Jobless matriculants hired to 'improve' education in rural ...

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Jobless matriculants hired to 'improve' education in rural schools

Department says it's difficult to recruit, retain and develop qualified teachers

Prega Govender

A total of 760 unemployed matriculants will be employed as education assistants in a bid to improve the literacy, numeracy and reading skills of pupils in rural schools.
The Department of Basic Education confirmed last Wednesday that it was granted R87.5-million in European Union funding by National Treasury to conduct the three-year project which will be piloted in three provinces.
At least 253 education assistants will be hired to work at schools in the Alfred Nzo East and OR Tambo Coastal districts in the Eastern Cape, while the same number will be employed in the Ilembe and Umzinyathi districts in KwaZulu-Natal. A further 254 will work in Limpopo's Sekhukhune and Mopani districts.
At least 40% of those participating in the initiative, which forms part of the department's rural education assistants project (REAP), will also be “targeted for teacher training qualifications”.
While the education assistants will help to improve the quality of education of pupils in grades R to 9, at the same time, through REAP they will be “empowered with skills that will increase their chances of finding permanent employment and becoming entrepreneurs”.
Troy Martens, spokesperson for the Department of Basic Education, said the education assistants could “hopefully” be attracted into the teaching profession.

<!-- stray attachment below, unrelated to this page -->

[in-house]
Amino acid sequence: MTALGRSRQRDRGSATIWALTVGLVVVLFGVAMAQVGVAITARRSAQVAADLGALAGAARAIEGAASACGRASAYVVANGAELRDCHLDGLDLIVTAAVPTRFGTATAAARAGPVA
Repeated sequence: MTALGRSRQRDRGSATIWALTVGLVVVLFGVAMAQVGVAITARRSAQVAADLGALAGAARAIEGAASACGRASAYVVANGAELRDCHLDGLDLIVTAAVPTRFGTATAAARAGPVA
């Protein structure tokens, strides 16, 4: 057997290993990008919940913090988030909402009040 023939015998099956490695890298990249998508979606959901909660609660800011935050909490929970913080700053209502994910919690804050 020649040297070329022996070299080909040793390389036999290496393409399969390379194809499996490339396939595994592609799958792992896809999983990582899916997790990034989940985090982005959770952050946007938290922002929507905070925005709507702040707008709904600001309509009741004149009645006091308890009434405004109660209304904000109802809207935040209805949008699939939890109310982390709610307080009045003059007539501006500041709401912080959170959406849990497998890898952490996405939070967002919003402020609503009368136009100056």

In 2016, a total of 11,252 out of the 23,719 state schools in the country were in rural areas. At least 86% of schools in Limpopo, 69% in KwaZulu-Natal, 40% in Free State, 36% in Western Cape and 33% in Eastern Cape are rural schools.According to the department’s latest annual performance plan, the unemployed matriculants will assist with a variety of “in-class and co-curricular support, particularly improving numeracy, literacy and reading skills”.
They will also be roped in to oversee homework clubs, maths clubs, reading clubs, creative arts clubs and agricultural clubs.
“This type of support is within the capacity of matriculants. It will not be expecting more than what is possible considering the skill levels,” the document stated.
It stated that research showed that “developing a child holistically by striking a balance between curriculum, learner teacher support material and also co-curricular activities improves learner performance”.
Martens said the pilot project was aimed at researching and evaluating the use of education assistants in the GET phase [grades R to 9] “for improving the quality and equity of education in rural schools”.
She said the research findings would assist in the development of a framework for rural education assistants and a strategy for teacher recruitment for rural schools.
In January, Basic Education Minister Angie Motshekga gazetted the rural education policy for public comment which also alluded to the recruitment of young people, including matriculants.
The policy acknowledged that it was difficult “to recruit, retain and develop qualified teachers” in rural areas because of the long distances between schools and towns, poor infrastructure and limited service delivery.
The policy stated that addressing this challenge required creating a package of teacher incentives that did not only include monetary compensation but also teacher development, transport, accommodation, recreation and other essential services.
The Eastern Cape, KwaZulu-Natal and Limpopo education departments did not respond to media queries that were e-mailed to them on Wednesday.

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